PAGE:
The Fair Trade movement raises an important challenge to the ecologically and socially destructive relations which characterize the conventional global food system. Fair Trade critiques dominant agricultural production and trade patterns and seeks to create more sustainable global food networks. This chapter analyzes the politics of Fair Trade’s efforts to narrow the global North /South divide, focusing particularly on the case of Africa. Since Africa is one of the most disadvantaged regions in the world and has in recent years seen the largest growth in Fair Trade production, this regional focus highlights both the promise and the challenges of enhancing trade justice. As we demonstrate, Fair Trade is closely linked to organic initiatives in seeking to halt environmental degradation and support more sustainable practices in agro-export sectors. Linking environmental and social improvements, Fair Trade works explicitly to bolster gender equity and democratic relations among producer groups and these linkages have often taken a distinctive turn within the African context. Though by no means a panacea, we conclude that Fair Trade provides an important avenue for addressing critical environmental and social problems in the world today.
Raynolds, Laura T. “The Organic Agro-Export Boom in the Dominican Republic: Maintaining Tradition or Fostering Transformation?” Latin American Research Review. 43 (1): 161-184, 2008.
The Dominican Republic has emerged as the world’s foremost exporter of organic bananas and cocoa, a top exporter of organic coffee, and an export pioneer in new commodities like organic mangos. Pursuing a contextualized commodity network approach, I explain the rise of organic products within the broader forces fueling nontraditional agro-export growth and identify the key factors configuring organic export networks today. The article analyzes the implications of global organic market trends for Dominican exports and for the thousands of small producers involved. My research finds that despite their historical prominence, rising international competition and buyers’ quality expectations are working to displace or disempower small Dominican organic producers. Strong producer associations and transnational movement ties are critical in shoring up the position of small organic producers in the Dominican Republic and may be similarly crucial in other Latin American countries.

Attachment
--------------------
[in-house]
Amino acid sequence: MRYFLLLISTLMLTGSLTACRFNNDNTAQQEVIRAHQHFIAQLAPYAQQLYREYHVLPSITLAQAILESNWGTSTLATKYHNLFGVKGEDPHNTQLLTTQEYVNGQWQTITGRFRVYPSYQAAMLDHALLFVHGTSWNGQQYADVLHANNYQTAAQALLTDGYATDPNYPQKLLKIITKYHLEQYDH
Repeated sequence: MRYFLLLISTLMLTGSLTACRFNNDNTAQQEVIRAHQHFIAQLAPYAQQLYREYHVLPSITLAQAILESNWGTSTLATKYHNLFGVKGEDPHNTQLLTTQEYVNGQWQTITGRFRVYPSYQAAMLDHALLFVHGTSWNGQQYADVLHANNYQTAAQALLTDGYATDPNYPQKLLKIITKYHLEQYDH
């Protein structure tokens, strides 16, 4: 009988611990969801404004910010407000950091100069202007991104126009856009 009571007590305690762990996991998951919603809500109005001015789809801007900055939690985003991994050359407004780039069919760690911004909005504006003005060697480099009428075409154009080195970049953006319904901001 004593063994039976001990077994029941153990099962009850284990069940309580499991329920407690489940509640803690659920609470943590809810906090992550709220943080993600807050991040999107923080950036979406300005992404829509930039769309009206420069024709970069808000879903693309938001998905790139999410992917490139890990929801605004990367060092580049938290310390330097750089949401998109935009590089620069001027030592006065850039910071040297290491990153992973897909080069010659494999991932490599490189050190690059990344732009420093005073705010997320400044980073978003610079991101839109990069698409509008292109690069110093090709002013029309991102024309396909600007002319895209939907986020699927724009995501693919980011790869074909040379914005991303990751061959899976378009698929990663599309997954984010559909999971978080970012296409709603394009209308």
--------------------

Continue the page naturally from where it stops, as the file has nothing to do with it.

Raynolds, Laura T., Douglas Murray and Andrew Heller. “Regulating Sustainability in the Coffee Sector: A Comparative Analysis of Third-Party Environmental and Social Certification Initiatives.” Agriculture and Human Values 24: 147-163, 2007.